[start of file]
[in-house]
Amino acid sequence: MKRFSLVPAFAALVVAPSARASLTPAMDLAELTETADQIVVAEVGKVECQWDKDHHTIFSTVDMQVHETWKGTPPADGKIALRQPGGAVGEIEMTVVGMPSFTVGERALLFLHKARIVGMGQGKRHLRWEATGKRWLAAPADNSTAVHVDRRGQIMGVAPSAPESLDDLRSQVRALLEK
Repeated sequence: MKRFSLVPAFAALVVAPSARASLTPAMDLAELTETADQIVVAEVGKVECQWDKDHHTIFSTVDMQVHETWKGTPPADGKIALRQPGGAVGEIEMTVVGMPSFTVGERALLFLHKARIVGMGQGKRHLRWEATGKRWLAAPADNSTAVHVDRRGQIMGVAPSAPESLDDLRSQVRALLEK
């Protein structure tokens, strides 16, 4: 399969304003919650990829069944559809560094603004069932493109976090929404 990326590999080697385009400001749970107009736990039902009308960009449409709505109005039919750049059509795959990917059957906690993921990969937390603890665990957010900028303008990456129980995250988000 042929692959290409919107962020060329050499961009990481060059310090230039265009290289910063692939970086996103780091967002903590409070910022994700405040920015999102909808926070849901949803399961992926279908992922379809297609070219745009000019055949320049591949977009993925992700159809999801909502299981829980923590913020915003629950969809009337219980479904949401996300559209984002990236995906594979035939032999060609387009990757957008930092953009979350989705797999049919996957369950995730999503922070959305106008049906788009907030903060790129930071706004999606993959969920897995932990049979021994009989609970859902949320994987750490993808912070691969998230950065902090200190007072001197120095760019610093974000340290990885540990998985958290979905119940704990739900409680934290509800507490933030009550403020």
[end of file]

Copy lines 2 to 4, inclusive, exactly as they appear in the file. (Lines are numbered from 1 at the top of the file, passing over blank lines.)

Amino acid sequence: MKRFSLVPAFAALVVAPSARASLTPAMDLAELTETADQIVVAEVGKVECQWDKDHHTIFSTVDMQVHETWKGTPPADGKIALRQPGGAVGEIEMTVVGMPSFTVGERALLFLHKARIVGMGQGKRHLRWEATGKRWLAAPADNSTAVHVDRRGQIMGVAPSAPESLDDLRSQVRALLEK
Repeated sequence: MKRFSLVPAFAALVVAPSARASLTPAMDLAELTETADQIVVAEVGKVECQWDKDHHTIFSTVDMQVHETWKGTPPADGKIALRQPGGAVGEIEMTVVGMPSFTVGERALLFLHKARIVGMGQGKRHLRWEATGKRWLAAPADNSTAVHVDRRGQIMGVAPSAPESLDDLRSQVRALLEK
């Protein structure tokens, strides 16, 4: 399969304003919650990829069944559809560094603004069932493109976090929404 990326590999080697385009400001749970107009736990039902009308960009449409709505109005039919750049059509795959990917059957906690993921990969937390603890665990957010900028303008990456129980995250988000 042929692959290409919107962020060329050499961009990481060059310090230039265009290289910063692939970086996103780091967002903590409070910022994700405040920015999102909808926070849901949803399961992926279908992922379809297609070219745009000019055949320049591949977009993925992700159809999801909502299981829980923590913020915003629950969809009337219980479904949401996300559209984002990236995906594979035939032999060609387009990757957008930092953009979350989705797999049919996957369950995730999503922070959305106008049906788009907030903060790129930071706004999606993959969920897995932990049979021994009989609970859902949320994987750490993808912070691969998230950065902090200190007072001197120095760019610093974000340290990885540990998985958290979905119940704990739900409680934290509800507490933030009550403020």